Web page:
|Two Red Sox Players Considered Serious MVP Candidates||Connelly’s Top Ten: Holt Magic, Brady is Awesome, Exorcist Wicked Scary||Sox Take Two From SF Giants||Retirement Looms Large For Big Papi|
The Cleveland Indians were not expected to be among baseball’s best teams in 2011. After the sweep at the hands of the Texas Rangers to begin the season the Indians were supposed to be a rebound for the struggling Red sox. Nearly two months later, the Indians are the first team to 30 wins and winners of another game against Boston. With a strong start by former Red Sox Justin Masterson, the Tribe took Monday’s rain-delayed game 3-2.
Acquired in the Victor Martinez trade, Masterson struggled in his first two seasons with Cleveland, posting ERAs north of 4.5 and, in 2010, allowing nearly ten hits per nine innings while walking 3.7 every nine frames as well. This year, Masterson has been dominant: he has allowed hits and walks at lower rates, producing a shiny ERA of 2.50. While he is allowing home runs at a rate likely unsustainable, the tall righty is one of the secrets to Cleveland’s early season success.
Over seven and two-thirds innings Monday, Masterson was charged with just two earned runs on four hits and two walks. He did hit Kevin Youkilis and Jacoby Ellsbury, but he kept his team in the game, trailing by only one run at his exit.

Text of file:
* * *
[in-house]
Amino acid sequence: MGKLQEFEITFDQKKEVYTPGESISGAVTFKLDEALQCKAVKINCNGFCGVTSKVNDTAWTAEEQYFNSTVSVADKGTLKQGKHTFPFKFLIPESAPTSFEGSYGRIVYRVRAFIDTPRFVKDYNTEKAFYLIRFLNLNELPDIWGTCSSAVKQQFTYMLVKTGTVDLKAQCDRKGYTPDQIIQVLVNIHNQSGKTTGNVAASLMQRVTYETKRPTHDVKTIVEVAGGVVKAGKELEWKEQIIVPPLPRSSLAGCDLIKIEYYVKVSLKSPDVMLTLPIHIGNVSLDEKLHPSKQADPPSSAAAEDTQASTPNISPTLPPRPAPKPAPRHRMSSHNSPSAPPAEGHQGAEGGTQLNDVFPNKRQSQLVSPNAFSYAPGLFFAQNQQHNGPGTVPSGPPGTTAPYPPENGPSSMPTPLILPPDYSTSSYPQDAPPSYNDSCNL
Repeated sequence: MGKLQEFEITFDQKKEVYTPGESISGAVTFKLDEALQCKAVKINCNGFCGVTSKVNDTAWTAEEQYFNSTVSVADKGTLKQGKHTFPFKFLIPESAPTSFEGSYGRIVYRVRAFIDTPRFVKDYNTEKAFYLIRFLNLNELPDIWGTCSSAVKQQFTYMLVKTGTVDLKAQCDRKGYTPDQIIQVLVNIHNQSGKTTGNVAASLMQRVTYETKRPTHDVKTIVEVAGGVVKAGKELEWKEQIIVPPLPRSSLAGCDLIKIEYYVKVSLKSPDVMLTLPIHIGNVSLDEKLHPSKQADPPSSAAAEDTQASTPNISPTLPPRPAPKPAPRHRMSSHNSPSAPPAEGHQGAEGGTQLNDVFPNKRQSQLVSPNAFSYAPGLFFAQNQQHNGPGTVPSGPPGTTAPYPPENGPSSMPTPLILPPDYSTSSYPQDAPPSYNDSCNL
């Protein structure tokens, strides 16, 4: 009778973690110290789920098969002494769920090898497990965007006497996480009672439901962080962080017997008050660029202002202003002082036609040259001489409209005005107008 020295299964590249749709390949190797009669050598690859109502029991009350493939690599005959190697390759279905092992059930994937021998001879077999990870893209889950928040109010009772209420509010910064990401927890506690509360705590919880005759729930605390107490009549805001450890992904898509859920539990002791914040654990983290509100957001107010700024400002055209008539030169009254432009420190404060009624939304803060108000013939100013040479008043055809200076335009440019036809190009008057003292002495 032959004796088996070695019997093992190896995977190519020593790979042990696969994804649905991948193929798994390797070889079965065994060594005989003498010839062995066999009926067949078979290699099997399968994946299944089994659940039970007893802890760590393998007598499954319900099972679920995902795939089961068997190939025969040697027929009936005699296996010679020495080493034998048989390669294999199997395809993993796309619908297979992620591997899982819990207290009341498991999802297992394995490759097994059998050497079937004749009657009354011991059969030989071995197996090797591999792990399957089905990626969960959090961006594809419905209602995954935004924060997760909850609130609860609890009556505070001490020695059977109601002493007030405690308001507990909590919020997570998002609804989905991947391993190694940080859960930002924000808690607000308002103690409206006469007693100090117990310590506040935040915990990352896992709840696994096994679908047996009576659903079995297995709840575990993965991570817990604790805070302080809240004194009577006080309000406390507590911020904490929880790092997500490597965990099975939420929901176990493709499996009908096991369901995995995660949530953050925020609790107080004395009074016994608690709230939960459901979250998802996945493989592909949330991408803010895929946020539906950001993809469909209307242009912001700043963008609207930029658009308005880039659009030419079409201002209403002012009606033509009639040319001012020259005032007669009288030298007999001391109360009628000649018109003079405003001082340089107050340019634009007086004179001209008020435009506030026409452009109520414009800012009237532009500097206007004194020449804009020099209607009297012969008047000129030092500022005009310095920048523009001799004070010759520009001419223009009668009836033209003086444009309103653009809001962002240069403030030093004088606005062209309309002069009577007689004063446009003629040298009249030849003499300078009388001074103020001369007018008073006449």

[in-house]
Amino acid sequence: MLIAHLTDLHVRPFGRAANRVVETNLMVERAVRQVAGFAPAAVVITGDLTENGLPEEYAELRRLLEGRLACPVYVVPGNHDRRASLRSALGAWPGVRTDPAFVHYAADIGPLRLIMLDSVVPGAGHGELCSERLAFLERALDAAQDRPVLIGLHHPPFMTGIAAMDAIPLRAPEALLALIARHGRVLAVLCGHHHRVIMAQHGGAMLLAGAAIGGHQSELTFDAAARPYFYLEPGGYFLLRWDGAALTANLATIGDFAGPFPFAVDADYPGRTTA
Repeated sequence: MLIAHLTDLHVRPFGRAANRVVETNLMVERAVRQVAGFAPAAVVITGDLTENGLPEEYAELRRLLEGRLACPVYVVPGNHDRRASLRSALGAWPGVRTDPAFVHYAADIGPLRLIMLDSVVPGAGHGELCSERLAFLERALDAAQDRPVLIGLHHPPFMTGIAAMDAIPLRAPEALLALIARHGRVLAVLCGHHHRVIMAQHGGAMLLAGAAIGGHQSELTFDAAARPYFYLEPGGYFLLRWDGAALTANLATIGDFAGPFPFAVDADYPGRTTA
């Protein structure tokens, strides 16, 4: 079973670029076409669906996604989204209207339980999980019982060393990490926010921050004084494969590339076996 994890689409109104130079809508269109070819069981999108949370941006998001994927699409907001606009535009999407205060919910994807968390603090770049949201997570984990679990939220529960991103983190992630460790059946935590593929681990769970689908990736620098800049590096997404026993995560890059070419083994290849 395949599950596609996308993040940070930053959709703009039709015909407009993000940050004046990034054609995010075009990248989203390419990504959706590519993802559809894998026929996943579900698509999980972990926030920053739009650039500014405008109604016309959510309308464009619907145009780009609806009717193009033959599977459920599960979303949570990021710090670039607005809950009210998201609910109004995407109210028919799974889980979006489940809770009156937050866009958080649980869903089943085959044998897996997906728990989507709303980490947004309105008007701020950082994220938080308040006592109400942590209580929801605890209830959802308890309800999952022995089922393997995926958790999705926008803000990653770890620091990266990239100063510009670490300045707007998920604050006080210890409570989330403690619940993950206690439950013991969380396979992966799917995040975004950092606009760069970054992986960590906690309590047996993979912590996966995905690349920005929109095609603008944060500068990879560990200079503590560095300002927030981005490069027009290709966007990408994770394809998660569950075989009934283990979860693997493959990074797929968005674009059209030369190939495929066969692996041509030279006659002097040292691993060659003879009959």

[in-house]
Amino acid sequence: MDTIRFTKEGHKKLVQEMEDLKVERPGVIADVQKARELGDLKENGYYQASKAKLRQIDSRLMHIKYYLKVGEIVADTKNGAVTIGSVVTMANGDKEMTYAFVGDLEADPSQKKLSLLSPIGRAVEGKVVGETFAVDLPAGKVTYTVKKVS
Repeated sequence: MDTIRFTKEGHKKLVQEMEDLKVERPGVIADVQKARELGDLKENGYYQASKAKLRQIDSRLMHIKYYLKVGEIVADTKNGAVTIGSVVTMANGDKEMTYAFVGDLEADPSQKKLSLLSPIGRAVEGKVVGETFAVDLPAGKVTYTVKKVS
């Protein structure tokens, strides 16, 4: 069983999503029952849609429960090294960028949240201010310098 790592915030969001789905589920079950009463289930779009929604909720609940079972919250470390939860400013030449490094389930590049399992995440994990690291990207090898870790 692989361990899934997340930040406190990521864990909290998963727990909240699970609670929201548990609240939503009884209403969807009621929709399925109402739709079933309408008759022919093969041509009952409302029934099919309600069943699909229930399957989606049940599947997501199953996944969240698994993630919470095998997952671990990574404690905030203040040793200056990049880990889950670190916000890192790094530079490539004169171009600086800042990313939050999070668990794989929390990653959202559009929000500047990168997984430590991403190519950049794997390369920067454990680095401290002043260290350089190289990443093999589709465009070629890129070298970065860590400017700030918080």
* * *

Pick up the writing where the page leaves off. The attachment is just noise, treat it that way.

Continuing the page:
For Clay Buchholz the story is similar: 7.1 innings, four hits, 2 walks and 2 runs. However, Buchholz only allowed one run while he was in the game. The second run scored after Daniel Bard came in. Because of the 127-pitch outing his last time out, Francona wanted to lighten his young starter’s load and summoned Bard even though Buchholz was at just 94 pitches on the night. Unfortunately, Bard allowed the inherited runner to score as well as the go-ahead run, wiping out Clay’s strong work and taking his fourth loss of the year, a surprising number for a top reliever this early in the season.
The Red Sox did rally in the ninth, getting J.D. Drew to third base with just one out. With Drew on third and Jed Lowrie on first, Carl Crawford, who had homered in the fifth, grounded into a game-ending double play, a rarity for the speedy left fielder.
Another strong outing for Buchholz, but one where the run support and bullpen just were not enough to hold back the red hot Indians.
In his last seven appearances Bard has been charged for five runs across 7.1 innings. He has already appeared in twenty-four games, and with Bobby Jenks and Dan Wheeler on the shelf the past few weeks, Bard has been the only trustworthy pitcher out of the not named Papelbon. Strong outings by his fellow bullpen members may be all he needs to get back on track.
W: Smith (2-1)
L: Bard (1-3)